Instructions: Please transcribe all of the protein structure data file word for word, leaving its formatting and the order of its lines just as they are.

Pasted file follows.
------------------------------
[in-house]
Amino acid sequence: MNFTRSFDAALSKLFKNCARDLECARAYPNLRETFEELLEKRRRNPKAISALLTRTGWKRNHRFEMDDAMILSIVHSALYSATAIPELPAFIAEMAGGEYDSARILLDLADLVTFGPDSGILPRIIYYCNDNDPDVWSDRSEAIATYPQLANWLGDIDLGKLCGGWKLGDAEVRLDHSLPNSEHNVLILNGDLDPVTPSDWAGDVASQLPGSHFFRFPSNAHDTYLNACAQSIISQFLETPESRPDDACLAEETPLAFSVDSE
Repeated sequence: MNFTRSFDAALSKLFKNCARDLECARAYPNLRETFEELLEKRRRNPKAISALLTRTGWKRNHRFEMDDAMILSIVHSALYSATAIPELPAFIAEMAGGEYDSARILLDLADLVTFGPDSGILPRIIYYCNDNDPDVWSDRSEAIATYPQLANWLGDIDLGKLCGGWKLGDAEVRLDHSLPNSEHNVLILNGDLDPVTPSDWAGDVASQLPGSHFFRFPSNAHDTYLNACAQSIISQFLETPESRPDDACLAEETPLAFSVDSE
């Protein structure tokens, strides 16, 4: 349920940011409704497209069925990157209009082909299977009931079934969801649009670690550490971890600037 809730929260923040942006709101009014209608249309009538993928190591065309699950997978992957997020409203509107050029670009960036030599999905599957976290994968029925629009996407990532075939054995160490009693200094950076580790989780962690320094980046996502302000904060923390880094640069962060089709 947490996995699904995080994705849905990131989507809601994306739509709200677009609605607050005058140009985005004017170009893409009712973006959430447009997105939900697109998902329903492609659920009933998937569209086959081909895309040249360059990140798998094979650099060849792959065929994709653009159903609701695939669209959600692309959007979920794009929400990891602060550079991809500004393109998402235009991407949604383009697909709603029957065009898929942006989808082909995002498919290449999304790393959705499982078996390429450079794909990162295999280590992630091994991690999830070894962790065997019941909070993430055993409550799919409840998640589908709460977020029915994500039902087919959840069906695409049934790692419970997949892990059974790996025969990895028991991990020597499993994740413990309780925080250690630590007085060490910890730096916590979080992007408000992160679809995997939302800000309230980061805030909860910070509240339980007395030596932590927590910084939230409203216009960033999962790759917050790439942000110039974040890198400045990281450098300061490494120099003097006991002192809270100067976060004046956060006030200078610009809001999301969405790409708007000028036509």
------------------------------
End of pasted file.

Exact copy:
[in-house]
Amino acid sequence: MNFTRSFDAALSKLFKNCARDLECARAYPNLRETFEELLEKRRRNPKAISALLTRTGWKRNHRFEMDDAMILSIVHSALYSATAIPELPAFIAEMAGGEYDSARILLDLADLVTFGPDSGILPRIIYYCNDNDPDVWSDRSEAIATYPQLANWLGDIDLGKLCGGWKLGDAEVRLDHSLPNSEHNVLILNGDLDPVTPSDWAGDVASQLPGSHFFRFPSNAHDTYLNACAQSIISQFLETPESRPDDACLAEETPLAFSVDSE
Repeated sequence: MNFTRSFDAALSKLFKNCARDLECARAYPNLRETFEELLEKRRRNPKAISALLTRTGWKRNHRFEMDDAMILSIVHSALYSATAIPELPAFIAEMAGGEYDSARILLDLADLVTFGPDSGILPRIIYYCNDNDPDVWSDRSEAIATYPQLANWLGDIDLGKLCGGWKLGDAEVRLDHSLPNSEHNVLILNGDLDPVTPSDWAGDVASQLPGSHFFRFPSNAHDTYLNACAQSIISQFLETPESRPDDACLAEETPLAFSVDSE
């Protein structure tokens, strides 16, 4: 349920940011409704497209069925990157209009082909299977009931079934969801649009670690550490971890600037 809730929260923040942006709101009014209608249309009538993928190591065309699950997978992957997020409203509107050029670009960036030599999905599957976290994968029925629009996407990532075939054995160490009693200094950076580790989780962690320094980046996502302000904060923390880094640069962060089709 947490996995699904995080994705849905990131989507809601994306739509709200677009609605607050005058140009985005004017170009893409009712973006959430447009997105939900697109998902329903492609659920009933998937569209086959081909895309040249360059990140798998094979650099060849792959065929994709653009159903609701695939669209959600692309959007979920794009929400990891602060550079991809500004393109998402235009991407949604383009697909709603029957065009898929942006989808082909995002498919290449999304790393959705499982078996390429450079794909990162295999280590992630091994991690999830070894962790065997019941909070993430055993409550799919409840998640589908709460977020029915994500039902087919959840069906695409049934790692419970997949892990059974790996025969990895028991991990020597499993994740413990309780925080250690630590007085060490910890730096916590979080992007408000992160679809995997939302800000309230980061805030909860910070509240339980007395030596932590927590910084939230409203216009960033999962790759917050790439942000110039974040890198400045990281450098300061490494120099003097006991002192809270100067976060004046956060006030200078610009809001999301969405790409708007000028036509």